The U.S. government accused Russia of directing some of the world’s most notorious hackers to break into computer systems, namely a half-billion accounts at Yahoo, in a broad scheme pairing cybercrime with intelligence gathering.
The broadside against the Russian government appeared in an indictment unsealed Wednesday in San Francisco federal court against two Russian FSB security agents and a pair of criminal hackers. Only one was arrested, a Canadian. The U.S. government has little chance of getting the other three extradited from Russia, but was sending a clear message to Moscow that heightened cyberactivity wouldn’t be tolerated.
“We have reason to believe, based on our evidence, they were acting in their capacity as FSB officials,” said Mary McCord, acting assistant attorney general for the Department of Justice’s national security division.
Prosecutors accused the four of conspiracy, economic espionage, wire fraud and theft of trade secrets connected to the 2014 Yahoo breach, which threatened to derail its acquisition by Verizon Communications Inc. and ultimately led to a lower purchase price. The U.S. indictment essentially contends that the hackers had access to the accounts of 30 million users of Yahoo.
“The indictment unequivocally shows the attacks on Yahoo were state-sponsored,” said Chris Madsen, an assistant general counsel for security and law enforcement at Yahoo.
The indictment appears to pull back the curtain on the use of criminal hackers by Russia’s spy agencies to attack key U.S. targets, including the largest purveyors of web-based email, Google and Yahoo.
It lists a diverse group of hacking victims in the U.S. including the White House and its military and diplomatic corps. The missions also reaped information on a swath of global companies and their executives, including a U.S. financial services company, an airline and private equity firms.
The U.S. also reveals how Russia has used criminal operations to hide government spy activities, sheltering those criminals from prosecution while using the threat of charges as a recruiting tool for the country’s best criminal talent.
After the indictments were announced, a Putin spokesman, Dmitry Peskov, didn’t directly address the charges against Russian security officials but said Moscow was interested in cooperating with the U.S. to combat cyber threats. The press office for the Federal Security Service didn’t answer phone calls.
The U.S. government has been ratcheting up pressure on Russian hacking networks over the last few months. In December, the Treasury Department imposed sanctions on two Russians — Evgeniy Mikhailovich Bogachev and Aleksey Alekseyevich Belan — for engaging in “malicious cyber-enabled activities.” The announcement was made as President Barack Obama took steps against Russia for attempting to interfere with the U.S. presidential election.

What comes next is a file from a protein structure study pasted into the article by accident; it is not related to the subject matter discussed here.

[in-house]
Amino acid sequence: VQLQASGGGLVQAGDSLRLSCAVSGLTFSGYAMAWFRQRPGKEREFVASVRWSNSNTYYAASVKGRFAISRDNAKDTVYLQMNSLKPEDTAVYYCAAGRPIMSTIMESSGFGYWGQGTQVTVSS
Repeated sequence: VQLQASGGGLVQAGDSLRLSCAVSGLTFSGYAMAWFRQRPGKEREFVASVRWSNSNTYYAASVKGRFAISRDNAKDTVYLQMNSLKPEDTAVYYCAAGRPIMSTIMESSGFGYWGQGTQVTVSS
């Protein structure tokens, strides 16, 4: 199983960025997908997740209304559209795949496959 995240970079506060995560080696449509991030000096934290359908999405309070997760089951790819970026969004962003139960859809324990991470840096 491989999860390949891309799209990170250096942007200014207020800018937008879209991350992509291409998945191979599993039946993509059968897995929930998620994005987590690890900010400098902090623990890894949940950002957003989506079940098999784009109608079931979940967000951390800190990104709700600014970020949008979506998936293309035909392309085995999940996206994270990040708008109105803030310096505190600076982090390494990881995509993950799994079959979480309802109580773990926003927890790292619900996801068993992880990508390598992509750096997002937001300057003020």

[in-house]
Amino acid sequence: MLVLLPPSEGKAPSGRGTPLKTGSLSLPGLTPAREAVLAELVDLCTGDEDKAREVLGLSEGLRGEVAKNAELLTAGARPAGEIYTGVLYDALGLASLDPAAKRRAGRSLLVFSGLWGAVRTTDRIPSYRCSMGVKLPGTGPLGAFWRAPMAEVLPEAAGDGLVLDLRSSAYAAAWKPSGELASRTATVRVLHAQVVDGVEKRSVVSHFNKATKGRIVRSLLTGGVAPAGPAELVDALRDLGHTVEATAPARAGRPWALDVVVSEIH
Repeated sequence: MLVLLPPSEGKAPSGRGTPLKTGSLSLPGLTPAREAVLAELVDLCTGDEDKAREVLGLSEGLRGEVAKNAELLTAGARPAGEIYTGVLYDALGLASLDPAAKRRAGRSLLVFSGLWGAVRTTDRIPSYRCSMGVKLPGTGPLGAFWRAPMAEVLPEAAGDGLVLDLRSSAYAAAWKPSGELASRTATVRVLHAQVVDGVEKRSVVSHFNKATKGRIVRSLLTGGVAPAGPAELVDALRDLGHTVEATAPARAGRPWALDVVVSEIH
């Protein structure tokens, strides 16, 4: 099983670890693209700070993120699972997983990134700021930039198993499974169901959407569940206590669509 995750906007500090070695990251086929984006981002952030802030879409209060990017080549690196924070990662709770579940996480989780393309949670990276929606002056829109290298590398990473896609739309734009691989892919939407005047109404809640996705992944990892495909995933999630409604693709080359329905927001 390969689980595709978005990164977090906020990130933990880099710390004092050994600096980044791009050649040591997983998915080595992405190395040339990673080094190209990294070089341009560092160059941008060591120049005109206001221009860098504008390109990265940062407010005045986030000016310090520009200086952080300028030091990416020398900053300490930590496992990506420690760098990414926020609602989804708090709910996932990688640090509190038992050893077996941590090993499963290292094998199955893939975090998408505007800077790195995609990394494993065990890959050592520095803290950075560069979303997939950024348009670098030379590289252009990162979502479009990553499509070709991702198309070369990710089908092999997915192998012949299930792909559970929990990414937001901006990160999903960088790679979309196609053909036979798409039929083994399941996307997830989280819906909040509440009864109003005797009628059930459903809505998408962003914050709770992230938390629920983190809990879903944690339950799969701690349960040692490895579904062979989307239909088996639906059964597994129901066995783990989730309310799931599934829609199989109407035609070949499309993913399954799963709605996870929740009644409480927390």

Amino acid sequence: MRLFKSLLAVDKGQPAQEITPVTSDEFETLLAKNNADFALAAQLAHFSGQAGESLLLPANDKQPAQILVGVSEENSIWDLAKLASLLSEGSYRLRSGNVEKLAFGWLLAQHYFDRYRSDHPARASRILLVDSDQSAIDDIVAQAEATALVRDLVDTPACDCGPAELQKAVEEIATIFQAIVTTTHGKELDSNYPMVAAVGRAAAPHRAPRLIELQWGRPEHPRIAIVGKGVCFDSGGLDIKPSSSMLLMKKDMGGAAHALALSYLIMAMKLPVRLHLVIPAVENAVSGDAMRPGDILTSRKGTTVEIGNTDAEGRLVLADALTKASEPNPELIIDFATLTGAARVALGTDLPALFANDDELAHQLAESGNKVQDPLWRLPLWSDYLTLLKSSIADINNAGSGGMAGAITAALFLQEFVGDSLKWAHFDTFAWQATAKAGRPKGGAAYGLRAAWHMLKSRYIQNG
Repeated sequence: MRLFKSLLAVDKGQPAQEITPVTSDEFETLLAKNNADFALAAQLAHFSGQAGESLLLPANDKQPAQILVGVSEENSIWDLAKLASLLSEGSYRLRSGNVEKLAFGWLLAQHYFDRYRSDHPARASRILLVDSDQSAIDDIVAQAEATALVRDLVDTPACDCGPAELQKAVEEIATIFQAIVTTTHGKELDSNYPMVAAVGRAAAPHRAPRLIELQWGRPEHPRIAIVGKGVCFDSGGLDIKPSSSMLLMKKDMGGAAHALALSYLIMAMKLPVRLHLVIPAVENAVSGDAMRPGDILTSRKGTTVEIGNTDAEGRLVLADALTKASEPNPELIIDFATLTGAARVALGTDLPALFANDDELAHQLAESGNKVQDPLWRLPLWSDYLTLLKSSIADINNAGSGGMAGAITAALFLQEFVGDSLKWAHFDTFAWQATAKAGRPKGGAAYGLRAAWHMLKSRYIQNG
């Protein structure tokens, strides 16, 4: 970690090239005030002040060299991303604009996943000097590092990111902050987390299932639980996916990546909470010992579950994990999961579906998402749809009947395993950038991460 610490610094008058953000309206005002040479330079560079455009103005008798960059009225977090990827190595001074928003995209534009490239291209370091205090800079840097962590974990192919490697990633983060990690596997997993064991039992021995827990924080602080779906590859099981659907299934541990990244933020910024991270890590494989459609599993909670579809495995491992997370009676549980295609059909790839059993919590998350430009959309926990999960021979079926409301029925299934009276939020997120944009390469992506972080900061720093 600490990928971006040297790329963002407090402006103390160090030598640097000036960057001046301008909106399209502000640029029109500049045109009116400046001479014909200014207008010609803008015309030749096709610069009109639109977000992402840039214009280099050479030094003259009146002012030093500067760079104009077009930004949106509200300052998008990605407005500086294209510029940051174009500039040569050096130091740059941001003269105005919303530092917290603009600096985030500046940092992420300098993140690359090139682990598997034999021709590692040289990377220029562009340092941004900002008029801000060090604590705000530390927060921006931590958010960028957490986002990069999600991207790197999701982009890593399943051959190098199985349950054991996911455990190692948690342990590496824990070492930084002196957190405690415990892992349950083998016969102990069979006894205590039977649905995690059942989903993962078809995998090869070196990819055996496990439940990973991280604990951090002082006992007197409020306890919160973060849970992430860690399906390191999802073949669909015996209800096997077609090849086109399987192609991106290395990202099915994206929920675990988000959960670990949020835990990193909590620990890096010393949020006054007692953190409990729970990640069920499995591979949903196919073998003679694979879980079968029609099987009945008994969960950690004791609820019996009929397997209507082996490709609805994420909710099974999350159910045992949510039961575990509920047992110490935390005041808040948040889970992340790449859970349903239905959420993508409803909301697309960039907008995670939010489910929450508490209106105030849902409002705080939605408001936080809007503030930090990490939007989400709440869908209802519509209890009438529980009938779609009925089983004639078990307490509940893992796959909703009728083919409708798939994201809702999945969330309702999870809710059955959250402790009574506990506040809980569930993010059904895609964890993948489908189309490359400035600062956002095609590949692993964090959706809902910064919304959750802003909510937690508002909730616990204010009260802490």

One of those hackers, Belan, was charged in the Yahoo case. He has been charged twice previously for cyberattacks of technology companies.
The agents from the FSB included Igor Sushchin, who worked for the agency and specialized in cyber investigations. The other was Dmitry Dokuchaev, described as a hacker for hire who was pressed into working for the FSB to avoid prosecution for bank-card fraud. Russian authorities detained him in December and accused him of “interacting” with U.S. intelligence.
Karim Baratov, a Canadian citizen born in Kazakhstan, was arrested in Canada and charged by the U.S. He’s accused of targeting people inside Russia in information-gathering schemes. Calls to his home weren’t immediately returned. The other three defendants couldn’t immediately be reached for comment.
Belan used access to Yahoo to line his own pockets, according to the indictment. He was paid a bounty for his intelligence gathering missions, the U.S. said. The Yahoo email accounts almost certainly provided sensitive personal data to Russia’s increasingly unpredictable spy agencies.
While the Yahoo intrusion was the central cog of the operation, the indictments describe a broader intelligence-gathering effort that often went after Russian citizens, including the country’s key politicians.
In one mission, the hackers were instructed to compromise Google accounts belonging to an assistant to the deputy chairman of the Russian Federation, an officer of the Russian Ministry of Internal Affairs and a training expert for Russia’s Sports Ministry, the indictment says. Other Russian targets included journalists and politicians critical of the government, a board member and senior officer of a Russian financial firm and a senior officer of a Russian email provider.
Baratov was said to be heavily involved in targeting Russians for the FSB. He was paid to gain access to 80 email accounts, including 50 Google accounts, the U.S. said. He would mount spear-phishing attacks, using fake emails to compel targets to provide sensitive information. Once he obtained passwords, he would sell them to Dokuchaev, the U.S. said.
An extradition hearing for Baratov was postponed until Friday, according to court officials in Hamilton, Ontario. The U.S. is seeking forfeiture of funds held in a PayPal accounts controlled by Baratov and Dokuchaev, and two luxury cars — a gray Aston Martin DBS with a “Mr. Karim” vanity plate and a black Mercedes Benz C54.
(c) 2017, Bloomberg · Brian Womack